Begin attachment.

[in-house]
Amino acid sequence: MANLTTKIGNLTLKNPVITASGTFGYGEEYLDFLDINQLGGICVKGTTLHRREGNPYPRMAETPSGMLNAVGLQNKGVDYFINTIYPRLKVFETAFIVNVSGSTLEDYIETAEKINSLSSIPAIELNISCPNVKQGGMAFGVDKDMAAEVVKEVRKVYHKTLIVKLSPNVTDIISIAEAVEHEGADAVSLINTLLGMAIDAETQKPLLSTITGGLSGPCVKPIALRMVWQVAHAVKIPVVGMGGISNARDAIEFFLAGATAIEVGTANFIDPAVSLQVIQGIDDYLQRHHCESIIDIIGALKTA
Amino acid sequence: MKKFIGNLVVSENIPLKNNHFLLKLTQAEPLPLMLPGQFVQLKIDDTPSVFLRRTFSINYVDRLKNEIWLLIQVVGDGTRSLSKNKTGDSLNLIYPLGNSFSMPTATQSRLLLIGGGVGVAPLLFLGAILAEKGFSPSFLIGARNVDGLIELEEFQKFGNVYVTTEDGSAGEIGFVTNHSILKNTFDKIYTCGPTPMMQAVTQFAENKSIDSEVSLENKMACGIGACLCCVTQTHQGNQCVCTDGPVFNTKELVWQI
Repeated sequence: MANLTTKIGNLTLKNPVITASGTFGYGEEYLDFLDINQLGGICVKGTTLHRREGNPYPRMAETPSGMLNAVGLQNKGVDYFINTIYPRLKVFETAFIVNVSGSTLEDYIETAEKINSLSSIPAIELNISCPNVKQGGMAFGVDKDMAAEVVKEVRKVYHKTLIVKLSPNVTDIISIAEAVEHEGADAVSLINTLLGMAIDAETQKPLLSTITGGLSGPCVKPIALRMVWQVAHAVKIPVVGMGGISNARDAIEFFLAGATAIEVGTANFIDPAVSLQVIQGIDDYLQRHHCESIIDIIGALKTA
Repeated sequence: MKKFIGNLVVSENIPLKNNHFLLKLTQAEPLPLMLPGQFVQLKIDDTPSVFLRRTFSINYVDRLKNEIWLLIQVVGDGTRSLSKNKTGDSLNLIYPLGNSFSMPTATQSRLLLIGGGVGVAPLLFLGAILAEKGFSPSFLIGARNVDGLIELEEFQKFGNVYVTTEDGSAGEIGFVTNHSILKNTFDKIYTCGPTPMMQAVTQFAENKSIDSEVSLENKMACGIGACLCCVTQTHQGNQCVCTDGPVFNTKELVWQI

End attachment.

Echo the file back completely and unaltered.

[in-house]
Amino acid sequence: MANLTTKIGNLTLKNPVITASGTFGYGEEYLDFLDINQLGGICVKGTTLHRREGNPYPRMAETPSGMLNAVGLQNKGVDYFINTIYPRLKVFETAFIVNVSGSTLEDYIETAEKINSLSSIPAIELNISCPNVKQGGMAFGVDKDMAAEVVKEVRKVYHKTLIVKLSPNVTDIISIAEAVEHEGADAVSLINTLLGMAIDAETQKPLLSTITGGLSGPCVKPIALRMVWQVAHAVKIPVVGMGGISNARDAIEFFLAGATAIEVGTANFIDPAVSLQVIQGIDDYLQRHHCESIIDIIGALKTA
Amino acid sequence: MKKFIGNLVVSENIPLKNNHFLLKLTQAEPLPLMLPGQFVQLKIDDTPSVFLRRTFSINYVDRLKNEIWLLIQVVGDGTRSLSKNKTGDSLNLIYPLGNSFSMPTATQSRLLLIGGGVGVAPLLFLGAILAEKGFSPSFLIGARNVDGLIELEEFQKFGNVYVTTEDGSAGEIGFVTNHSILKNTFDKIYTCGPTPMMQAVTQFAENKSIDSEVSLENKMACGIGACLCCVTQTHQGNQCVCTDGPVFNTKELVWQI
Repeated sequence: MANLTTKIGNLTLKNPVITASGTFGYGEEYLDFLDINQLGGICVKGTTLHRREGNPYPRMAETPSGMLNAVGLQNKGVDYFINTIYPRLKVFETAFIVNVSGSTLEDYIETAEKINSLSSIPAIELNISCPNVKQGGMAFGVDKDMAAEVVKEVRKVYHKTLIVKLSPNVTDIISIAEAVEHEGADAVSLINTLLGMAIDAETQKPLLSTITGGLSGPCVKPIALRMVWQVAHAVKIPVVGMGGISNARDAIEFFLAGATAIEVGTANFIDPAVSLQVIQGIDDYLQRHHCESIIDIIGALKTA
Repeated sequence: MKKFIGNLVVSENIPLKNNHFLLKLTQAEPLPLMLPGQFVQLKIDDTPSVFLRRTFSINYVDRLKNEIWLLIQVVGDGTRSLSKNKTGDSLNLIYPLGNSFSMPTATQSRLLLIGGGVGVAPLLFLGAILAEKGFSPSFLIGARNVDGLIELEEFQKFGNVYVTTEDGSAGEIGFVTNHSILKNTFDKIYTCGPTPMMQAVTQFAENKSIDSEVSLENKMACGIGACLCCVTQTHQGNQCVCTDGPVFNTKELVWQI